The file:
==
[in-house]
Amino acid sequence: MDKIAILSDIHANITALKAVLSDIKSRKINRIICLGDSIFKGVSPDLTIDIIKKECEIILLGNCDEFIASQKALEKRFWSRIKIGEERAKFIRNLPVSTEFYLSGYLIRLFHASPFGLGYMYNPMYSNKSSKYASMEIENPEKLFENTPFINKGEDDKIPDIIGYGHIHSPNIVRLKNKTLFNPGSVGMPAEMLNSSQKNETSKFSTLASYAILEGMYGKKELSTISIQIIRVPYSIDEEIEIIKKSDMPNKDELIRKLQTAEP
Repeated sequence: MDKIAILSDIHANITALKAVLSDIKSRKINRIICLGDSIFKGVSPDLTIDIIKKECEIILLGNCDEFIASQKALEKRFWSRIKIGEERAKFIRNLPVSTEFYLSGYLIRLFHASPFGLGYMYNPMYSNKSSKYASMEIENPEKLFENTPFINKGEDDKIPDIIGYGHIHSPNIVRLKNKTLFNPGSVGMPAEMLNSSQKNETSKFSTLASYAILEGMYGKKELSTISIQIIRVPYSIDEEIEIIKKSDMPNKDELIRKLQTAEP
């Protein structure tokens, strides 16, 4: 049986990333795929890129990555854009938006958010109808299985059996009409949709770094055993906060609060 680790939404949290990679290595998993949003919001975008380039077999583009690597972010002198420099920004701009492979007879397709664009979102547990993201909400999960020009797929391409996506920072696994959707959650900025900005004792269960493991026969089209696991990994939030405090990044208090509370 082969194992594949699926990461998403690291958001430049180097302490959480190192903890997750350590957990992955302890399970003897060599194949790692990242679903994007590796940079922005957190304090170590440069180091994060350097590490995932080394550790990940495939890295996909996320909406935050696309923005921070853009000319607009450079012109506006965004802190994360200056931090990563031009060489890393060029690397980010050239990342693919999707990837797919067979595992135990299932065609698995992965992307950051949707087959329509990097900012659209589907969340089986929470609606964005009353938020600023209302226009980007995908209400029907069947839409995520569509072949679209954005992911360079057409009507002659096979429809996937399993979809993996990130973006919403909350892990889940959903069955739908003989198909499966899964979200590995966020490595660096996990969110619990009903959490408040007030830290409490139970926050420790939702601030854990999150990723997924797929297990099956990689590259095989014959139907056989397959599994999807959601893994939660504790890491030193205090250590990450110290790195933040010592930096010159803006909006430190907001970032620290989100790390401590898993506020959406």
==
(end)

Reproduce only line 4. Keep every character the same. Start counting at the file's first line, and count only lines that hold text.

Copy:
């Protein structure tokens, strides 16, 4: 049986990333795929890129990555854009938006958010109808299985059996009409949709770094055993906060609060 680790939404949290990679290595998993949003919001975008380039077999583009690597972010002198420099920004701009492979007879397709664009979102547990993201909400999960020009797929391409996506920072696994959707959650900025900005004792269960493991026969089209696991990994939030405090990044208090509370 082969194992594949699926990461998403690291958001430049180097302490959480190192903890997750350590957990992955302890399970003897060599194949790692990242679903994007590796940079922005957190304090170590440069180091994060350097590490995932080394550790990940495939890295996909996320909406935050696309923005921070853009000319607009450079012109506006965004802190994360200056931090990563031009060489890393060029690397980010050239990342693919999707990837797919067979595992135990299932065609698995992965992307950051949707087959329509990097900012659209589907969340089986929470609606964005009353938020600023209302226009980007995908209400029907069947839409995520569509072949679209954005992911360079057409009507002659096979429809996937399993979809993996990130973006919403909350892990889940959903069955739908003989198909499966899964979200590995966020490595660096996990969110619990009903959490408040007030830290409490139970926050420790939702601030854990999150990723997924797929297990099956990689590259095989014959139907056989397959599994999807959601893994939660504790890491030193205090250590990450110290790195933040010592930096010159803006909006430190907001970032620290989100790390401590898993506020959406």